Eric
     
  31. scotfoot

    scotfoot Active Member

    Eric
    You said
    "As I said before, you are making the assumption that the metatarsals plantar flex and this is an erroneous assumption" I am not making this assumption and I don't understand where you are getting this from .
    And
    " Additionally, when you watch people walk barefoot, from behind, you can often see that the fifth met head is off of the ground. It is mechanically possible for there to be no transverse arch. "
    It does not matter if the fifth met head is off the ground so long as some are on the ground (3+).
    As I have tried to point out with my poorly received hand analogy , four or even three metatarsals would work in the same way as five .
    It is mechanically impossible for there to be no distal transverse arch at some stage during normal gait if a "metatarsal parabola is present " . (Normal in this case referring to average ground metatarsal head contact across a population )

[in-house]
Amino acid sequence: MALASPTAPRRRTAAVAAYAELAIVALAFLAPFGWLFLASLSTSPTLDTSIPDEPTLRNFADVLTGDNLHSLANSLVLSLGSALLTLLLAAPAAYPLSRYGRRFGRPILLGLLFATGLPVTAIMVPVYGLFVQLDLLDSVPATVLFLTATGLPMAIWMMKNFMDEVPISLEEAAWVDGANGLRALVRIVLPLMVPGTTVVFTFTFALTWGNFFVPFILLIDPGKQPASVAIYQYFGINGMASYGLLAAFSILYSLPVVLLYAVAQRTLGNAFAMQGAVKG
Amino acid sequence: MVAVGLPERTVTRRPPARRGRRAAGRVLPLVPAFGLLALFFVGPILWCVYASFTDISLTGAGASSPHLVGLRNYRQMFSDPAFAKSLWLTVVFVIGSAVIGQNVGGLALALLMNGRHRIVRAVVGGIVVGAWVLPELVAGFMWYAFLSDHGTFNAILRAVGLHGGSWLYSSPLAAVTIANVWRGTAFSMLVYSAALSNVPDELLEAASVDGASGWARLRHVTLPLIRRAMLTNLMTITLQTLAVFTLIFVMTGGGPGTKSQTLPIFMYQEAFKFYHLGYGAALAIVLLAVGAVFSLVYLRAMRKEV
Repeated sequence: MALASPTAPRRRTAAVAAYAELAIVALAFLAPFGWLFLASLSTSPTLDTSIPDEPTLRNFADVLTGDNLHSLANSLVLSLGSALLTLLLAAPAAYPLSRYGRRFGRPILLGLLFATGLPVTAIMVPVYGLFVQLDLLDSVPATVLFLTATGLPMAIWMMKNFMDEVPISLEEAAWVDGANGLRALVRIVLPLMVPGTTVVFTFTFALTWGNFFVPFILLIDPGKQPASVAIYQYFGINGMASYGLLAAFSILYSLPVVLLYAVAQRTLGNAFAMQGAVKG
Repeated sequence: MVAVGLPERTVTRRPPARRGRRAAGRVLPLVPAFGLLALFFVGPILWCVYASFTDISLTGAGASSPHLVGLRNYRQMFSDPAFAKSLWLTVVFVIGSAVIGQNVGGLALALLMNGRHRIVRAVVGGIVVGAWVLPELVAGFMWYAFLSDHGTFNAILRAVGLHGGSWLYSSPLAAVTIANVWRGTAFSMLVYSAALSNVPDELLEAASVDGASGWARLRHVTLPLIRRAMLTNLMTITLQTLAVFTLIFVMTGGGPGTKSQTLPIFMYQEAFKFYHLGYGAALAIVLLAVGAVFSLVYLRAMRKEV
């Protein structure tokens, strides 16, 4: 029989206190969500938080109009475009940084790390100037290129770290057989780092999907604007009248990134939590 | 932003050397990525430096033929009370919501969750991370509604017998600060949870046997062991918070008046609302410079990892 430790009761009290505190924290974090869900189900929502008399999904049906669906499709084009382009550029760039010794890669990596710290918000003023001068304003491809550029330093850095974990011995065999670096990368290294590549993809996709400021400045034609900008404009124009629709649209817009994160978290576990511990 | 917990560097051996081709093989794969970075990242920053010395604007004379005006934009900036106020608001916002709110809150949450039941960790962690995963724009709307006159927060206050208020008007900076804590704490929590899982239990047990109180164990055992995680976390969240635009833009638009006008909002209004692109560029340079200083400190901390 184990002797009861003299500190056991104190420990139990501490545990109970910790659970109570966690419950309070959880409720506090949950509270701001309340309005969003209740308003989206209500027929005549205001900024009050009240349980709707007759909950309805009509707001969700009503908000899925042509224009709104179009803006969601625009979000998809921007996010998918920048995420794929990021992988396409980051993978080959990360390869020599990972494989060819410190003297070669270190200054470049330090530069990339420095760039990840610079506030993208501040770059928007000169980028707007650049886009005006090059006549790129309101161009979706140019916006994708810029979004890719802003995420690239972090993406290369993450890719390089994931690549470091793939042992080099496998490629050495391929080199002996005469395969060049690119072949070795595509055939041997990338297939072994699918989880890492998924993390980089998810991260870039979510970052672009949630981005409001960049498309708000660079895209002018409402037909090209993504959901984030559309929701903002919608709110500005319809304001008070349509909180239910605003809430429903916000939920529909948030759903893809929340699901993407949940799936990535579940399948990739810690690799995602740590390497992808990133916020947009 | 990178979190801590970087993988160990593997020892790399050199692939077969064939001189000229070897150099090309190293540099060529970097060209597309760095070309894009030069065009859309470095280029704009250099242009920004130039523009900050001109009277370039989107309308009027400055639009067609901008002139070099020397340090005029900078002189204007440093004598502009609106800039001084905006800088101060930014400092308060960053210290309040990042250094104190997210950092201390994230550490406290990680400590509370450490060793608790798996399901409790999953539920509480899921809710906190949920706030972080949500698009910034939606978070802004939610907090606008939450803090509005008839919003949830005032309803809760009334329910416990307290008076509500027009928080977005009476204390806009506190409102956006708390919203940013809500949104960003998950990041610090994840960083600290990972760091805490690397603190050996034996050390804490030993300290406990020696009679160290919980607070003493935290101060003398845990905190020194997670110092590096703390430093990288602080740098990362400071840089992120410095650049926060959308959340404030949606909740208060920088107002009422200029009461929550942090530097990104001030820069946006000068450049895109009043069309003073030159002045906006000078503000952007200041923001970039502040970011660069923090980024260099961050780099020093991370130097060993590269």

Last edited: Sep 4, 2017
  32. davidh

    davidh Podiatry Arena Veteran

    The answer to which is very simple - carry out a definitive study yourself.

    I'm done here. Thanks people.
     
  33. scotfoot

    scotfoot Active Member

    Its probably much easier to understand the above if you ignore all the stuff about fish fins . Its a red herring .
    Metatarsal parabola + terminal stance = distal transverse arch . Can't be any other way .

    Done .
     
  34. efuller

    efuller MVP

    Repeating the statement again does not prove it to be true.